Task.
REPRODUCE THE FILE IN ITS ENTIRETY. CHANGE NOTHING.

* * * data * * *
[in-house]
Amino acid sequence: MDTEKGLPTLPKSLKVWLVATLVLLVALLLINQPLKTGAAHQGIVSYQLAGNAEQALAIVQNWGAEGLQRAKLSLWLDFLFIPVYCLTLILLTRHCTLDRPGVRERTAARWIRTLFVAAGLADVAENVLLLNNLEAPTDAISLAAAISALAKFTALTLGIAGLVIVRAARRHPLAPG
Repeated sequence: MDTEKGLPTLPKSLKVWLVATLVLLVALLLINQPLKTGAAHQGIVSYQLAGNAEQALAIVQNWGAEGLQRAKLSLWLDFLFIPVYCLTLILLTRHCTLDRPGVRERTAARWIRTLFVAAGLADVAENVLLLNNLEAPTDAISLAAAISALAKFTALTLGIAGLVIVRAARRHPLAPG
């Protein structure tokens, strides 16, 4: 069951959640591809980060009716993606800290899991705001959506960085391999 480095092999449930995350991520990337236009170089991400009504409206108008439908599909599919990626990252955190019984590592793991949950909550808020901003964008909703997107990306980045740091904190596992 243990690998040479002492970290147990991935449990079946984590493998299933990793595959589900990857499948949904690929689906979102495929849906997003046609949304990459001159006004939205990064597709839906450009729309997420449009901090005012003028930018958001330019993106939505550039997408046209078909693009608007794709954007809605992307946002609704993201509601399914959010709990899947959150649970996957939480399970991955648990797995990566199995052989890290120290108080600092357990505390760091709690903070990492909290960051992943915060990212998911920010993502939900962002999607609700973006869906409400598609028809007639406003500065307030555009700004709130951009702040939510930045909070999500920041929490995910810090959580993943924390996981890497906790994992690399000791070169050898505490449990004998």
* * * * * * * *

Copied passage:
[in-house]
Amino acid sequence: MDTEKGLPTLPKSLKVWLVATLVLLVALLLINQPLKTGAAHQGIVSYQLAGNAEQALAIVQNWGAEGLQRAKLSLWLDFLFIPVYCLTLILLTRHCTLDRPGVRERTAARWIRTLFVAAGLADVAENVLLLNNLEAPTDAISLAAAISALAKFTALTLGIAGLVIVRAARRHPLAPG
Repeated sequence: MDTEKGLPTLPKSLKVWLVATLVLLVALLLINQPLKTGAAHQGIVSYQLAGNAEQALAIVQNWGAEGLQRAKLSLWLDFLFIPVYCLTLILLTRHCTLDRPGVRERTAARWIRTLFVAAGLADVAENVLLLNNLEAPTDAISLAAAISALAKFTALTLGIAGLVIVRAARRHPLAPG
């Protein structure tokens, strides 16, 4: 069951959640591809980060009716993606800290899991705001959506960085391999 480095092999449930995350991520990337236009170089991400009504409206108008439908599909599919990626990252955190019984590592793991949950909550808020901003964008909703997107990306980045740091904190596992 243990690998040479002492970290147990991935449990079946984590493998299933990793595959589900990857499948949904690929689906979102495929849906997003046609949304990459001159006004939205990064597709839906450009729309997420449009901090005012003028930018958001330019993106939505550039997408046209078909693009608007794709954007809605992307946002609704993201509601399914959010709990899947959150649970996957939480399970991955648990797995990566199995052989890290120290108080600092357990505390760091709690903070990492909290960051992943915060990212998911920010993502939900962002999607609700973006869906409400598609028809007639406003500065307030555009700004709130951009702040939510930045909070999500920041929490995910810090959580993943924390996981890497906790994992690399000791070169050898505490449990004998």